Daily stress N = 286-296 51.2 219 16.1 69 8. You liked someone who didn't like you 50.0 214 16.8 72 7. You had to do almost all the cooking, cleaning, or childcare in your home because your parents had to work 50.9 218 17.1 73 6. A close family member or someone you live with got drunk or high 49.8 213 18.2 78 5. Your close friends got drunk or high 48.1 206 19.2 82 4. You heard people say bad things or make jokes about your culture or race 47.9 205 20.8 89 3. You did poorly on an exam or school assignment 43.5 186 24.3 104 2. Your parents talked about having serious money problems 39.3 168 28.3 121 1. You had to translate for one of your parents who does not speak English % Frequency % Frequency No Yes Item
Ethnic Identity (%) N = 220. Note. Most youth still have a strong ethnic identity despite the rate of acculturation and language shift. 0.9 8.6 43.2 47.3 I feel a strong attachment toward my ethnic group. 0.9 5.9 34.5 58.6 I feel good about my cultural or ethnic background. 0.9 6.4 40.5 52.3 I have a lot of pride in my ethnic group and its accomplishments. 2.3 5.5 35.9 56.4 I am happy that I am a member of the group I belong to. Somewhat disagree Strongly disagree Somewhat agree Strongly agree Item
Self-esteem (%) N = 218 37.6 13.3 20.6 28.4 At times I think I am no good at all. 29.7 10.5 24.2 35.6 I feel I do not have much to be proud of. 0.4 4.5 49.3 44.4 I feel that I am a person of worth, at least on an equal basis with others. 6.3 1.8 43.0 47.5 I am able to do things as well as most other people. Disagree a little Disagree a lot Agree a little Agree a lot Item
Depression (%) N = 219 6.4 11.0 20.0 60.6 I felt depressed. 4.6 7.8 29.4 58.3 In the past week I felt sad. Most of the time (5 to 7 days a week) Occasionally (3 to 4 days a week) Some of the time (1 to 2 days a week) Rarely (less than once a week) Item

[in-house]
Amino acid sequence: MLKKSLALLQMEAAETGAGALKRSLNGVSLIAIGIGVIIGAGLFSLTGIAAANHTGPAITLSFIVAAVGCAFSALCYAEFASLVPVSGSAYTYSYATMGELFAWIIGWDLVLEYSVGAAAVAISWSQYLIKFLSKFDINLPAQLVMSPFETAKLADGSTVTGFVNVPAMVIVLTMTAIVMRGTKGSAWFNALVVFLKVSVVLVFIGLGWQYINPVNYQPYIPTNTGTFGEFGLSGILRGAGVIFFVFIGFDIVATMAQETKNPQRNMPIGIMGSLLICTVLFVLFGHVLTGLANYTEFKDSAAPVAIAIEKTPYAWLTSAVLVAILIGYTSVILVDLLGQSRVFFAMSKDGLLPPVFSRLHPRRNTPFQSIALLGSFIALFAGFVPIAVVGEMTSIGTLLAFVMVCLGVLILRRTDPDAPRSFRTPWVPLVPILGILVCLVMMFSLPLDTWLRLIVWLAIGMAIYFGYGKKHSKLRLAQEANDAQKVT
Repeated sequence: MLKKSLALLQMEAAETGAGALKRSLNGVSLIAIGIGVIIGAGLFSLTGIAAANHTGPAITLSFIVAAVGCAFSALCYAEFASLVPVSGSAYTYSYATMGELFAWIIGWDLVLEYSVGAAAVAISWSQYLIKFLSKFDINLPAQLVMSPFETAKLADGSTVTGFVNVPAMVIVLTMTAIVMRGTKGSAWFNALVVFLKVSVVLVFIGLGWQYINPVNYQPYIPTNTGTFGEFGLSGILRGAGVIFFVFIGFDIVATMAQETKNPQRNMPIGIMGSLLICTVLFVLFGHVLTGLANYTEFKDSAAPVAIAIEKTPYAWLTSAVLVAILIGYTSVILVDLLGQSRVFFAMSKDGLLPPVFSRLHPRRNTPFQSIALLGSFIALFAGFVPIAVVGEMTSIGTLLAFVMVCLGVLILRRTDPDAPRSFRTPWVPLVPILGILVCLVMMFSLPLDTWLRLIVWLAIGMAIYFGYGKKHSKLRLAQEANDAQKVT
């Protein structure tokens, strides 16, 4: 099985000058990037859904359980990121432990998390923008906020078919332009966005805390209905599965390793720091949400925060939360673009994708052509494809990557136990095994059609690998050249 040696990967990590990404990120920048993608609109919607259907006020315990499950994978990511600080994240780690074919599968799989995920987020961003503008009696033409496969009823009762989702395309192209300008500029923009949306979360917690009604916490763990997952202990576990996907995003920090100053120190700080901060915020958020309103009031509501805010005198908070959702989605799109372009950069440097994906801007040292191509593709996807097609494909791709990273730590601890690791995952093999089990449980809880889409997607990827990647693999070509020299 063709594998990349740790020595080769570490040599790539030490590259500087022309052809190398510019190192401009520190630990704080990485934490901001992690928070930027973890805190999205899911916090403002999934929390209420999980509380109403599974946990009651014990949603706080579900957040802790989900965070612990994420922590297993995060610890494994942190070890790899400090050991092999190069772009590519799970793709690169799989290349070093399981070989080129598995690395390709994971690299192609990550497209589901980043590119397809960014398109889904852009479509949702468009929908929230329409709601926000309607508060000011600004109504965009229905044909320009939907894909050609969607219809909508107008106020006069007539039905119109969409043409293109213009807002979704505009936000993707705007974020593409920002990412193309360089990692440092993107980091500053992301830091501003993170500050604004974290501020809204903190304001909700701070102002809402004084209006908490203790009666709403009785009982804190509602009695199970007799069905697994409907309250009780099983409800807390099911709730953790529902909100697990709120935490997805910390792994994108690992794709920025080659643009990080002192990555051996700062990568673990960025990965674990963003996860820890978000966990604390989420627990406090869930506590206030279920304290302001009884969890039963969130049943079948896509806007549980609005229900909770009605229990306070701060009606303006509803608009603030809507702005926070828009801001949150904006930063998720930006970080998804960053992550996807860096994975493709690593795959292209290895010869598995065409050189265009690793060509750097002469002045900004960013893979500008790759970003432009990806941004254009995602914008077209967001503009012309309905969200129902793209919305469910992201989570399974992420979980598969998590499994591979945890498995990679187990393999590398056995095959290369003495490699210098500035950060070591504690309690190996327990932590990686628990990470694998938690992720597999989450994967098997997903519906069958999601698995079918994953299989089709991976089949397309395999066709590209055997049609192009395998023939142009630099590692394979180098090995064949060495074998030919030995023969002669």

Delinquent acts Problem/Delinquent Behavior No Yes run away from home 159 29 cut classes 107 81 taken a car 159 29 beat up somebody 121 68 gone to court 140 49 placed in jail 145 44 broke into building 165 24 attacked with weapon 174 15 used weapon or force 187 2 picked up by police 152 37
School attachment Note. The percentage may not add up to 100% due to missing data. N = 304. 54.9% 26.3% 17.2% often Fairly often Never/seldom How often have you been in trouble for skipping or not attending school? 68.8% 18.8% 11.2% I often get in trouble at school for arguing, fighting or not following the rules. 3.3% 30.9% 64.5% My teachers think I am a good student. 7.9% 28.9% 61.9% Other students think I am a good student. 5.9% 22.7% 70.1% I get along well with my teachers. 21.8% 33.9% 43.1% I feel very close to at least one of my teachers. 11.8% 45.1% 41.8% In general, I like school a lot. Strongly agree/agree Mixed Strongly disagree/disagree Item
Males: Summary of Stepwise Regression Analysis for Self-Reported Delinquency * p <.05, ** p <.01 N= 206 -.451** .018 -.099 School commitment .204 Model 1 SE B B Variable
Females: Summary of Stepwise Regression Analysis for Self-Reported Delinquency * p <.05, ** p <.01. N = 206 .049 .232** .283 .770 Peer delinquency .060 .285** .026 .077 School commitment .059 -.376** .246 -1.028 GPA .083 .327** .055 .197 Antisocial attitudes .189 -.281** .029 -.087 Monitoring of mother change Beta SE B B Variable
Sibling differences in delinquency * p<.05; ** p<.01; n = 58. Forthcoming publication in the Jounal of Psychology. .09* 1.90(0.82) 2.38(0.78) Parent’s Labeling “ How often have your parents labeled you as a “bad” child?” .12** 8.80 (1.47) 7.59 (1.90) Organized Activities “ How much time you spend with organized sports like swimming, baseball, football, soccer, etc.?” .15** 12.39 (2.58) 15.13 (3.86) Antisocial Attitudes “ When I get mad, I say nasty things.” “ If someone hits me first, I let him/her have it.” .15** 1.43 (0.56) 2.14(1.09) Trouble for Skipping School “ How often have you been in trouble for skipping or not attending school?” .20** 3.75(0.91) 2.66 (1.26) School Performance “ How well do you think you keep up with your schoolwork?” Eta Squared (η2) Non-delinquent siblings: Mean (SD) Delinquent siblings: Mean (SD) Measure